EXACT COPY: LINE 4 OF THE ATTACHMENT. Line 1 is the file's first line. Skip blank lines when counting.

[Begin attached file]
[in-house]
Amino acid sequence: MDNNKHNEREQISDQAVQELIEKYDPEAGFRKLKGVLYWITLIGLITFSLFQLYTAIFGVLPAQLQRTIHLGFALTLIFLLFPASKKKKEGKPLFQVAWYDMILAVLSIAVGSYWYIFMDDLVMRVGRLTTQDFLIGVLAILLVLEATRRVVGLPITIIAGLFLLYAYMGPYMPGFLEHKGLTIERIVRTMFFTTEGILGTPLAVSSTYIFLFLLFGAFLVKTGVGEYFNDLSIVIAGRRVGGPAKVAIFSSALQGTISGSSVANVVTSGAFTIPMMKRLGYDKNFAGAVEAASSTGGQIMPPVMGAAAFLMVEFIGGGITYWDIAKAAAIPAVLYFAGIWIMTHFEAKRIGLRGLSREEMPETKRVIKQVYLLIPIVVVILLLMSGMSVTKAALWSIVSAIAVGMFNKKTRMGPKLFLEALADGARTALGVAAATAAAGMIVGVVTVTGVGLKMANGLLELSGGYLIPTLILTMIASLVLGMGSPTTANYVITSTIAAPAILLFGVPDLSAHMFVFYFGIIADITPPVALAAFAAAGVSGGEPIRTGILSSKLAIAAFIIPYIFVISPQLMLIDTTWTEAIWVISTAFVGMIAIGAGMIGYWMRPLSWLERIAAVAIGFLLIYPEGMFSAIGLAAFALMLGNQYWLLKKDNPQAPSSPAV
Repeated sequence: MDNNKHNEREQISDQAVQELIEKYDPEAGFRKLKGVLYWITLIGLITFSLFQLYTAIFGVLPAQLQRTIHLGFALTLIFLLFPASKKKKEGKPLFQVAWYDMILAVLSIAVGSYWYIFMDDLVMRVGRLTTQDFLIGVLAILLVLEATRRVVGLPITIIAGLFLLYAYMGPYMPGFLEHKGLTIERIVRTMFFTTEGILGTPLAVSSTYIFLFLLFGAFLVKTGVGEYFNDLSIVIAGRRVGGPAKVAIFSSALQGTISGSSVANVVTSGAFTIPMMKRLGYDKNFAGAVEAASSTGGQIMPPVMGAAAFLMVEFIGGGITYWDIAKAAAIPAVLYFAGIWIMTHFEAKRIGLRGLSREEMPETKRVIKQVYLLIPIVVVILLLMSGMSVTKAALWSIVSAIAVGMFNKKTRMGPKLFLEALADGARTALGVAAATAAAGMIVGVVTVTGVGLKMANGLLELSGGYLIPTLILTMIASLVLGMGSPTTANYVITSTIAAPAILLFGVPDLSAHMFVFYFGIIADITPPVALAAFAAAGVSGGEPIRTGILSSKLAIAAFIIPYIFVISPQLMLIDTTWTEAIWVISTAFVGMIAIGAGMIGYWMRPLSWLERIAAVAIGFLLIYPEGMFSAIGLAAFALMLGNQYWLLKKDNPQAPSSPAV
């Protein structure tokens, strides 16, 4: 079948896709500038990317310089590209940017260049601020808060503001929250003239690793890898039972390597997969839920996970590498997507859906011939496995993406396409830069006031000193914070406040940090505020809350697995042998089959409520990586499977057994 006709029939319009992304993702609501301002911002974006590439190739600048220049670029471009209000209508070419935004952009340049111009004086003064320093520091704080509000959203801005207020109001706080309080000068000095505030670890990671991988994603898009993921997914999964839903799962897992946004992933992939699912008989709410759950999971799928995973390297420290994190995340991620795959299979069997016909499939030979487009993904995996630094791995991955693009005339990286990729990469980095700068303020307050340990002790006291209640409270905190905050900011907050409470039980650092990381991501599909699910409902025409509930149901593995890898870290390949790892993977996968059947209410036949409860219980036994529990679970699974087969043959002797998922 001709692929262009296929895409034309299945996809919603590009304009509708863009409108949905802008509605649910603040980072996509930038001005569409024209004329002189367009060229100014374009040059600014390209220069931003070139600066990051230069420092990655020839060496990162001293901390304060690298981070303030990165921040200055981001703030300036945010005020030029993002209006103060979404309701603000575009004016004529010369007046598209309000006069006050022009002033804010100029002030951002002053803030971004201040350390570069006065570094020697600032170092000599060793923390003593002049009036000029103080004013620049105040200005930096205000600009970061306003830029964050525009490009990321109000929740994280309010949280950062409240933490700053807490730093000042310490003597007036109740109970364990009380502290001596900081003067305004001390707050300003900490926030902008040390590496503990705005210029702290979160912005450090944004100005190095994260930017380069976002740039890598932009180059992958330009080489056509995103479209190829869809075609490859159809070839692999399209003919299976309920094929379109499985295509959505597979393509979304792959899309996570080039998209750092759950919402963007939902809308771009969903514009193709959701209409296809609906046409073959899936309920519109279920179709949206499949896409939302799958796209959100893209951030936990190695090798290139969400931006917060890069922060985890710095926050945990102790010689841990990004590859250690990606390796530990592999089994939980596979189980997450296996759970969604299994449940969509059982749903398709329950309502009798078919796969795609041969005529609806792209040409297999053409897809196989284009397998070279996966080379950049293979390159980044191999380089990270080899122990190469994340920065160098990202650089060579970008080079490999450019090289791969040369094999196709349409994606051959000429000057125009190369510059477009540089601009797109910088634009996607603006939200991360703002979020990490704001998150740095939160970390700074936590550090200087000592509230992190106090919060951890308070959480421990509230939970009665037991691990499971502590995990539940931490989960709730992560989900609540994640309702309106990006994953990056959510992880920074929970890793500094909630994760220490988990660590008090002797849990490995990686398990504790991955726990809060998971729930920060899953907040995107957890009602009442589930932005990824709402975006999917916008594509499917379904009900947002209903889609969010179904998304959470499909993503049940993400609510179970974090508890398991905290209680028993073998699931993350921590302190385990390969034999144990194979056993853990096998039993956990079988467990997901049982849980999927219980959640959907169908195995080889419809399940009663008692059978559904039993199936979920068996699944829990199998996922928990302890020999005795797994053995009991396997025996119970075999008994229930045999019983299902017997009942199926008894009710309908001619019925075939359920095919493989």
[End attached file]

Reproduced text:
């Protein structure tokens, strides 16, 4: 079948896709500038990317310089590209940017260049601020808060503001929250003239690793890898039972390597997969839920996970590498997507859906011939496995993406396409830069006031000193914070406040940090505020809350697995042998089959409520990586499977057994 006709029939319009992304993702609501301002911002974006590439190739600048220049670029471009209000209508070419935004952009340049111009004086003064320093520091704080509000959203801005207020109001706080309080000068000095505030670890990671991988994603898009993921997914999964839903799962897992946004992933992939699912008989709410759950999971799928995973390297420290994190995340991620795959299979069997016909499939030979487009993904995996630094791995991955693009005339990286990729990469980095700068303020307050340990002790006291209640409270905190905050900011907050409470039980650092990381991501599909699910409902025409509930149901593995890898870290390949790892993977996968059947209410036949409860219980036994529990679970699974087969043959002797998922 001709692929262009296929895409034309299945996809919603590009304009509708863009409108949905802008509605649910603040980072996509930038001005569409024209004329002189367009060229100014374009040059600014390209220069931003070139600066990051230069420092990655020839060496990162001293901390304060690298981070303030990165921040200055981001703030300036945010005020030029993002209006103060979404309701603000575009004016004529010369007046598209309000006069006050022009002033804010100029002030951002002053803030971004201040350390570069006065570094020697600032170092000599060793923390003593002049009036000029103080004013620049105040200005930096205000600009970061306003830029964050525009490009990321109000929740994280309010949280950062409240933490700053807490730093000042310490003597007036109740109970364990009380502290001596900081003067305004001390707050300003900490926030902008040390590496503990705005210029702290979160912005450090944004100005190095994260930017380069976002740039890598932009180059992958330009080489056509995103479209190829869809075609490859159809070839692999399209003919299976309920094929379109499985295509959505597979393509979304792959899309996570080039998209750092759950919402963007939902809308771009969903514009193709959701209409296809609906046409073959899936309920519109279920179709949206499949896409939302799958796209959100893209951030936990190695090798290139969400931006917060890069922060985890710095926050945990102790010689841990990004590859250690990606390796530990592999089994939980596979189980997450296996759970969604299994449940969509059982749903398709329950309502009798078919796969795609041969005529609806792209040409297999053409897809196989284009397998070279996966080379950049293979390159980044191999380089990270080899122990190469994340920065160098990202650089060579970008080079490999450019090289791969040369094999196709349409994606051959000429000057125009190369510059477009540089601009797109910088634009996607603006939200991360703002979020990490704001998150740095939160970390700074936590550090200087000592509230992190106090919060951890308070959480421990509230939970009665037991691990499971502590995990539940931490989960709730992560989900609540994640309702309106990006994953990056959510992880920074929970890793500094909630994760220490988990660590008090002797849990490995990686398990504790991955726990809060998971729930920060899953907040995107957890009602009442589930932005990824709402975006999917916008594509499917379904009900947002209903889609969010179904998304959470499909993503049940993400609510179970974090508890398991905290209680028993073998699931993350921590302190385990390969034999144990194979056993853990096998039993956990079988467990997901049982849980999927219980959640959907169908195995080889419809399940009663008692059978559904039993199936979920068996699944829990199998996922928990302890020999005795797994053995009991396997025996119970075999008994229930045999019983299902017997009942199926008894009710309908001619019925075939359920095919493989």